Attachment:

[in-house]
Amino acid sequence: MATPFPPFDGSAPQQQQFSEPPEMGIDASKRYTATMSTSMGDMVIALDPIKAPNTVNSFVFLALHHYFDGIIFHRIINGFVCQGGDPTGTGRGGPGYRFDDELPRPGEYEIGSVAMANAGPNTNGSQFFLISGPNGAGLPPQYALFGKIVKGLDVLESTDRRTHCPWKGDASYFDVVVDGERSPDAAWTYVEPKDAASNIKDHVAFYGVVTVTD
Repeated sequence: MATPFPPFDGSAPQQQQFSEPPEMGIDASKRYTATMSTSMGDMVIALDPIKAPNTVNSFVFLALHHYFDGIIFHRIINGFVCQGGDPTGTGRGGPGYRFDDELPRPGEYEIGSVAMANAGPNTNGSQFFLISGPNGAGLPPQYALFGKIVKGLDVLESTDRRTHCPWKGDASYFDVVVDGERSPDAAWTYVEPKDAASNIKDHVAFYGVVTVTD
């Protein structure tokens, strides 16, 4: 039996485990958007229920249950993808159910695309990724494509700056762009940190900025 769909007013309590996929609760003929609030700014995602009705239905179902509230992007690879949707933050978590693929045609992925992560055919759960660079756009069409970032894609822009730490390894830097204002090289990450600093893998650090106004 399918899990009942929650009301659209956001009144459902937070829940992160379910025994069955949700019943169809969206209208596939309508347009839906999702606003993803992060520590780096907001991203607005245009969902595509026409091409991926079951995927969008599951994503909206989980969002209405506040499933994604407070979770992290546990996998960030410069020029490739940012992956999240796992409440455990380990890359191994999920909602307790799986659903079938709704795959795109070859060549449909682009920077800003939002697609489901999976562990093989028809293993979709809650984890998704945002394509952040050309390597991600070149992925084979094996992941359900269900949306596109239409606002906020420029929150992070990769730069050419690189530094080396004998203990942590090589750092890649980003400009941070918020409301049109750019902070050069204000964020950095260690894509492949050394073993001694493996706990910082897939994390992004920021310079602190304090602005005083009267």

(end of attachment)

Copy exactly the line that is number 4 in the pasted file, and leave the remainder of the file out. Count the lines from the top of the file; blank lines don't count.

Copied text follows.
């Protein structure tokens, strides 16, 4: 039996485990958007229920249950993808159910695309990724494509700056762009940190900025 769909007013309590996929609760003929609030700014995602009705239905179902509230992007690879949707933050978590693929045609992925992560055919759960660079756009069409970032894609822009730490390894830097204002090289990450600093893998650090106004 399918899990009942929650009301659209956001009144459902937070829940992160379910025994069955949700019943169809969206209208596939309508347009839906999702606003993803992060520590780096907001991203607005245009969902595509026409091409991926079951995927969008599951994503909206989980969002209405506040499933994604407070979770992290546990996998960030410069020029490739940012992956999240796992409440455990380990890359191994999920909602307790799986659903079938709704795959795109070859060549449909682009920077800003939002697609489901999976562990093989028809293993979709809650984890998704945002394509952040050309390597991600070149992925084979094996992941359900269900949306596109239409606002906020420029929150992070990769730069050419690189530094080396004998203990942590090589750092890649980003400009941070918020409301049109750019902070050069204000964020950095260690894509492949050394073993001694493996706990910082897939994390992004920021310079602190304090602005005083009267």